Topeka’s primary elections are just weeks away. Here is what you need to know to make sure it goes smoothly.

Blaise Mesa
Topeka Capital-Journal
Aug. 3 is the date when Topeka residents will cast their votes in a primary election for candidates running for the District 3 council seat held by incumbent Sylvia Ortiz and the mayor's seat held by outgoing Mayor Michelle De La Isla.

Fourteen candidates are running for six positions in Topeka’s governing body, but before Topekans elect new council members and a new mayor, two races must go through an Aug. 3 primary.

The District 3 council seat held by incumbent Sylvia Ortiz and the mayor's seat held by outgoing mayor Michelle De La Isla both have five candidates running. There is also a primary in USD 345’s school board race.

Here is what else you need to know about the primary election.

When is the last day to register to vote? 

The final day to register to vote is July 13 with advanced mail voting starting the next day. Voter registration will re-open on Aug. 4 for the general election. Voter registration applications are available on the Shawnee County election office's website.  

What changes has the election office undergone recently? 

The election office purchased a new electronic poll book system and 306 Interface boards and cables for printers to use in the upcoming election.

Some of the election equipment was “at the absolute end of their life,” said Shawnee County election commissioner Andrew Howell on June 24. None of the purchases relate to equipment people vote on. Poll books keep track of everyone who is registered to vote while the equipment for printers helps print “tickets” and has nothing to do with ballots.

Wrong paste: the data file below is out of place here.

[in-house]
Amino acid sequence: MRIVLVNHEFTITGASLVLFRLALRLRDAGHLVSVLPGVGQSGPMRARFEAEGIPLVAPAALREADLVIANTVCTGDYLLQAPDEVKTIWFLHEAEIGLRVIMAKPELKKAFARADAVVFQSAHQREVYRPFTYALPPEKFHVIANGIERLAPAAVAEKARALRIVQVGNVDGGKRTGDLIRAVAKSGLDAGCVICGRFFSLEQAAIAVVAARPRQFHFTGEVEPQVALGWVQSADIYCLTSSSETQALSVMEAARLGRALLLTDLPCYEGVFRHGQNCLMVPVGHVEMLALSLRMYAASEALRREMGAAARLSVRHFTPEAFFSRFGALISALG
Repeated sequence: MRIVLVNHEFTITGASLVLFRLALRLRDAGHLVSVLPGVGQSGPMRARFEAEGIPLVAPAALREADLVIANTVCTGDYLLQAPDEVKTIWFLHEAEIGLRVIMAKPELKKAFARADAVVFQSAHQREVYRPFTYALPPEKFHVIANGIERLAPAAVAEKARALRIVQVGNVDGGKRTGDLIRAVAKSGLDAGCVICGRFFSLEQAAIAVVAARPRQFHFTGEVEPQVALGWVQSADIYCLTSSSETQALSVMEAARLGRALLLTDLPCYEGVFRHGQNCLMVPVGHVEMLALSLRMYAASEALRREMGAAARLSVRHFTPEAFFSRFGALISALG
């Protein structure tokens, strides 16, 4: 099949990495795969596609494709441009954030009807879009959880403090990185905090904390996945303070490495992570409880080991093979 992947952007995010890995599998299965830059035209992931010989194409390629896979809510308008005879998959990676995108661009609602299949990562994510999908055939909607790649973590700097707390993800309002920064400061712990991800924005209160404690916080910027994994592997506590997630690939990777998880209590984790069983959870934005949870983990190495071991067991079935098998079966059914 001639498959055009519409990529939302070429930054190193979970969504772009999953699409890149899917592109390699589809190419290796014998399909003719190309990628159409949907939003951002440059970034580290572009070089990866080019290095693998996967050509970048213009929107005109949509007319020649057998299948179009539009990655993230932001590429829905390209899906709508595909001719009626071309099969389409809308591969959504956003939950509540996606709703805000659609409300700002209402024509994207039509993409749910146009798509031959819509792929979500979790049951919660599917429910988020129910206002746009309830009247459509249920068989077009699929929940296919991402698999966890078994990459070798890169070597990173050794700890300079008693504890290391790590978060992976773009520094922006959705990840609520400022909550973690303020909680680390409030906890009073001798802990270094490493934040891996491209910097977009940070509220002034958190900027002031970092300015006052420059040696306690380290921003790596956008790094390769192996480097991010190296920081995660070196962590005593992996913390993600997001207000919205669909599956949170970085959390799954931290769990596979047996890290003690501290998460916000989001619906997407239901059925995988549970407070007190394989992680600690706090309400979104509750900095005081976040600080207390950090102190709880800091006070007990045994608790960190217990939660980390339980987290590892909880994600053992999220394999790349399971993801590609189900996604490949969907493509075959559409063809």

Howell said the electronic poll books are designed to cut down on the time it takes to vote.

More:14 candidates are vying for Topeka City Council and 5 want to be mayor. Read about each.

The election office is also trying to find a new assistant election commissioner after Mark Stock took a new job at Washburn Tech.

Shawnee County commissioner Bill Riphahn, right, talks with assistant election commissioner Mark Stock last year as election workers count ballots.

“If you don’t work in the election office you probably don’t fully appreciate the complexities and all the things you have to deal with,” Howell said Thursday. “Mark, quite frankly, is one of the best public servants I have ever worked (with).”

Howell said he worked closely with Stock but is confident Stock's absence won’t impact the upcoming election. He said the election office is hoping to fill the position as quickly as possible.

More:Topeka Mayor Michelle De La Isla's new job has 'everything I ever dreamt of doing'

How can I become a poll worker in Topeka?

The primary election will only have 68 polling places instead of the around 90 locations county-wide elections might have. Because it is a smaller election, Howell said he is “fairly full” for this election but needs more help for upcoming elections.

Those interested in becoming election workers can call 785-251-5900.

“If you have questions about how it works, the best thing you can do is be an election worker,” Howell said. “You get to see it first hand, you get to have the training, (and) you get to have the hands-on approach to learning how it is done and being a part of making democracy happen in your community.”

More:Sylvia Ortiz is Topeka's longest-serving City Council member in history. She says she has more to do.

How can I help people register to vote? 

Recent changes to state legislation prompted concerns about how people can help others register to vote. A house bill criminalized impersonating an election official, which stopped the League of Women Voters and Loud Light from registering voters because the legislation is so vague, the Capital-Journal reported July 1. Howell said the legislation shouldn’t prevent citizens from trying to help people register to vote.

“As long as you are not declaring yourself somehow to be an election official, you are in fine shape to register people,” he said. “I would encourage people to register to vote.”